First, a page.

DO YOU model your politics on those of your parents?
Or grit your teeth in their company to avoid certain subjects coming up? One might question a number of aspects of the much-vaunted speech made by Hilary Benn MP at the conclusion of last week’s debate on air strikes in Syria – not least what factors have caused him to drop the anti-bombing, pro-peace talks stance he held a few short weeks ago. Many have chosen to focus, however, on the clash between the content of Benn’s speech, and the anti-war sentiments attributed to his late father, Tony Benn. Benn senior, said Alex Salmond, would be “birling in his grave”; Lindsay German of the Stop the War coalition, of which Tony Benn was a president, proclaimed herself “ashamed” of Hilary’s stance.
It’s unlikely that Tony would be surprised by his son’s enthusiasm for bombing, newfound though it appears to be – he was still around, after all, when Hilary voted in favour of the 2003 Iraq war and the 2011 intervention in Libya. Nor was Tony himself a thoroughgoing pacifist: he was in the RAF during the Second World War, and told an interviewer in 2009: “I believe in the right of self-defence.” What’s odder about these comments is the assumption that father and son should naturally share the same views. Tell that to Michael Portillo, whose father was a left-wing refugee from Franco’s Spain, but who still became a right-wing Tory capable of claiming on occasion that all foreigners are corrupt or that refugees should be sent back where they came from. Or David Miliband, Blairite son of a Marxist academic. Or Martin Sheen, the Catholic liberal Democrat environmentalist who somehow gave the world the complex moral entity that is Charlie Sheen… If these people have the right to be regarded as separate decision-making entities from those with whom they share genes, why doesn’t Hilary Benn? The alternative would seem to be an odd situation in which we all checked our parents’ views before coming to decisions about significant matters and deliberately quelled any opposing instincts in ourselves.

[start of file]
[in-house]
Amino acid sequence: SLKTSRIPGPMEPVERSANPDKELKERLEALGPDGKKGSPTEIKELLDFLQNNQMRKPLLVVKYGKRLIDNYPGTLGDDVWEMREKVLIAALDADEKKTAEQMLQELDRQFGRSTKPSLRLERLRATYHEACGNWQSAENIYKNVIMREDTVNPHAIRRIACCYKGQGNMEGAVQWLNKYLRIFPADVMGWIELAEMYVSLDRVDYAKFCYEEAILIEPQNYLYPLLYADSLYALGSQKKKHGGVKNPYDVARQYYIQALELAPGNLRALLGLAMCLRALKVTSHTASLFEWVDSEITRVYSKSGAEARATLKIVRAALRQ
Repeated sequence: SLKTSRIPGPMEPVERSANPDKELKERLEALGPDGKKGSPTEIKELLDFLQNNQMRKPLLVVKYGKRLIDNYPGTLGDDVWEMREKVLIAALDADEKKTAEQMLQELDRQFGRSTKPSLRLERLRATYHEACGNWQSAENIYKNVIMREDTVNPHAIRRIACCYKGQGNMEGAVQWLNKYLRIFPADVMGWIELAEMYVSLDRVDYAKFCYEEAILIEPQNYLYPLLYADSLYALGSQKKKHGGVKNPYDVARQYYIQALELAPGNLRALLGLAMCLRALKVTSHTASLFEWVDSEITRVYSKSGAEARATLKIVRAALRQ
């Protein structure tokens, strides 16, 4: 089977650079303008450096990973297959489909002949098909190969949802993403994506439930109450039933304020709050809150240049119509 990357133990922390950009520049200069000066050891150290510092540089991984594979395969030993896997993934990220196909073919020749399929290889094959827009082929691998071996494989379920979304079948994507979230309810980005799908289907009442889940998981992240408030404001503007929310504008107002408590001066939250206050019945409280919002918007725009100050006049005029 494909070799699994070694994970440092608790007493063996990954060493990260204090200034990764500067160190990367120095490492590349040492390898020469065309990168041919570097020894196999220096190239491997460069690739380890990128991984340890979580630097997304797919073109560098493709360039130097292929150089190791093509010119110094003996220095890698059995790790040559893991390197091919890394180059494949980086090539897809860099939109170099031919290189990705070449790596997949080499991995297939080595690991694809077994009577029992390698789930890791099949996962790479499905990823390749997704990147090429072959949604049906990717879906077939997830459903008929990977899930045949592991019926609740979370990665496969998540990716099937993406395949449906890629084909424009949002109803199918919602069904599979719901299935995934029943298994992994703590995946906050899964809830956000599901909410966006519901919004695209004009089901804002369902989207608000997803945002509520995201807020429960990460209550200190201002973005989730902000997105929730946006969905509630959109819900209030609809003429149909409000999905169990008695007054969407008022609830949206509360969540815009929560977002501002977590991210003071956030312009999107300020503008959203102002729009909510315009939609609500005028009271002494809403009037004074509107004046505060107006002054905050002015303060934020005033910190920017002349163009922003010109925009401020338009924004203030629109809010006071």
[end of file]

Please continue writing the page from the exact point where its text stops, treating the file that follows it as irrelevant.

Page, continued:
The assumption has long been that parental politics provide a direct and key influence on our own. Recent research, however, has suggested that this isn’t a simple matter of aping what we saw or heard at home. Kids raised in households where politics is discussed are more likely to be politically aware, but also to expose themselves to differing viewpoints, which they are then disproportionately likely to embrace. This all makes Hilary Benn’s political distance from his father the norm rather than an aberration – and raises the intriguing possibility of a degree of unconscious rebellion in even our most sincere convictions. You might think you’ve reached your own conclusions on the issues of the day, but the teenager in you is still bucking your parents’ boring old values. The only way, then, to ensure a chance of your kids aligning with you on the important stuff is… not to talk about politics at all.